- NCsoft lays off customer support staff in outsourcing transition
Newsbrief: NCsoft has laid off 16 customer support staff at its Austin, Texas location, Polygon reports.
- Get a job: iRacing is hiring a QA Engineer
The Gamasutra Job Board is the most diverse, active and established board of its kind for the video game industry!
Here is just one of the many, many positions being advertised right now.
Location: Bedford, MA
iRacing.com Motorsport Simulations, headquartered in Bedford, MA, was founded in September of 2004 by David Kaemmer, co-founder of Papyrus Racing Games, and John Henry, principal owner of the Boston Red Sox.
iRacing.com’s mission is to create the world’s leading and most authentic PC-based racing simulation and grow a new branch of motorsport through real-time, online competition – otherwise known as simracing.
- Now Warner Bros. has its own spin on Skylanders: LEGO Dimensions
Nintendo and Disney aren't the only game companies taking cues from Skylanders' success: Warner Brothers Interactive Entertainment confirmed plans this week to launch its own "toys to life" game, LEGO Dimensions, with its own line of physical LEGO toys that will unlock additional in-game content.
This is notable because until relatively recently, the "toys to life" genre of games didn't really exist on any significant commercial scale; the term was coined by Activision for its remarkably popular Skylanders franchise, which (thanks to toy sales) drummed up more revenue than Call of Duty in the first half of 2014.
Such figures likely account for WBIE's decision to set long-standing LEGO game maker TT Group to developing Dimensions for home consoles, with the goal of shipping it in September as part of a $100 "Starter Pack" that includes three minifigures, a LEGO Batmobile and enough LEGO bricks to build a "Gateway" platform (seen below) to house a sensor pad that can unlock in-game content when LEGO toys (like the included minifigures) are placed upon it.
Following initial release, LEGO and WBIE intend to continue releasing new toys through at least 2016 that will unlock additional characters, items and "mission-based levels" for use in Dimensions. Due to the broad swathe of IP within reach of LEGO and WBIE, this additional content encompasses a wide range of films -- from Back to the Future to The LEGO Movie and The Wizard of Oz.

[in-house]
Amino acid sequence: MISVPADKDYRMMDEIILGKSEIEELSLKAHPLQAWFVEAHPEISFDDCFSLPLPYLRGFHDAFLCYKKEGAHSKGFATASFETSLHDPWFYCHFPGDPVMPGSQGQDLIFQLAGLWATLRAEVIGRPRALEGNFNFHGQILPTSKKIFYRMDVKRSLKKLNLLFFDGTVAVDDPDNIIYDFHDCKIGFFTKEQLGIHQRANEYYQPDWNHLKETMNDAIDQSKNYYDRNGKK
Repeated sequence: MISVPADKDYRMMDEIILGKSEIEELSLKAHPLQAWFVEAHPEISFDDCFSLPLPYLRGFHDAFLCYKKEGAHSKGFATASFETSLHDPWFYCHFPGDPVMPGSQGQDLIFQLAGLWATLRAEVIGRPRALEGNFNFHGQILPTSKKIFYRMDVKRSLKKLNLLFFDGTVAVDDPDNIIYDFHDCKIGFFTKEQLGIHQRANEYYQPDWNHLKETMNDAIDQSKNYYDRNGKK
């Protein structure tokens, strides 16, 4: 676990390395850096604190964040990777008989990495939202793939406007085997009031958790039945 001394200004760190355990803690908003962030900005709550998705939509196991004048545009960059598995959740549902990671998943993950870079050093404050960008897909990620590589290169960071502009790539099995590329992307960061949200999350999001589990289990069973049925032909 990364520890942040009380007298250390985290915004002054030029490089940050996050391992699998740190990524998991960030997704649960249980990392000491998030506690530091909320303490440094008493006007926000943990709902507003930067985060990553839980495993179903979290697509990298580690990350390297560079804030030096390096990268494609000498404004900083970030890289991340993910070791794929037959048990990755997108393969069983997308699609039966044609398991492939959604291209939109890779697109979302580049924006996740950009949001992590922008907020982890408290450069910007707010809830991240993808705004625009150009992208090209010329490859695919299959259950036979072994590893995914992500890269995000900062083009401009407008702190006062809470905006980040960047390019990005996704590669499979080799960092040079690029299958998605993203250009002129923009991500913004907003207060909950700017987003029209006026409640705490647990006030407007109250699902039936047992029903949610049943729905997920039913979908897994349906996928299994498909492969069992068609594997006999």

- EFF and ESA butt heads over DMCA exemption for abandoned online games
The Electronic Frontier Foundation and the Entertainment Software Association are butting heads over an important issue: should it be legal for owners of online-enabled games abandoned by the manufacturer to modify them, in order to continue playing them?
The EFF thinks so, which is why they filed legal paperwork with the U.S. Copyright Office late last year seeking (among other things) an exemption to the Digital Millennium Copyright Act for games "that are no longer supported by the developer, and that require communication with a server."
The ESA disagrees, and has filed a lengthy complaint [PDF] spelling out its issues with the proposed exemption, chief among them that it "would jeopardize the availability of these copyrighted works by enabling—and indeed encouraging—the play of pirated games and the unlawful reproduction and distribution of infringing content."
This is an important issue for both game developers and the industry at large: the EFF is effectively aiming to make room for people to modify games and game consoles they own in order to support "continued play, study, and to preserve [games] in a usable state for future generations", with explicit references to circumventing authentication systems that require remote servers and modifying games to connect to third-party servers in the event that their original server infrastructure gets shut down.
But the ESA takes umbrage by (among other things) claiming this exemption could make it okay, in the eyes of the government, for game owners to tinker with game console firmware in order to circumvent authentication systems -- and that's not okay by the ESA, which counts Nintendo, Sony and Microsoft among its members.
"The hacking at issue here—that is, the modification and reproduction of the video game console’s firmware, with all of its attendant consequences—is not a fair use," reads an excerpt of the ESA's complaint.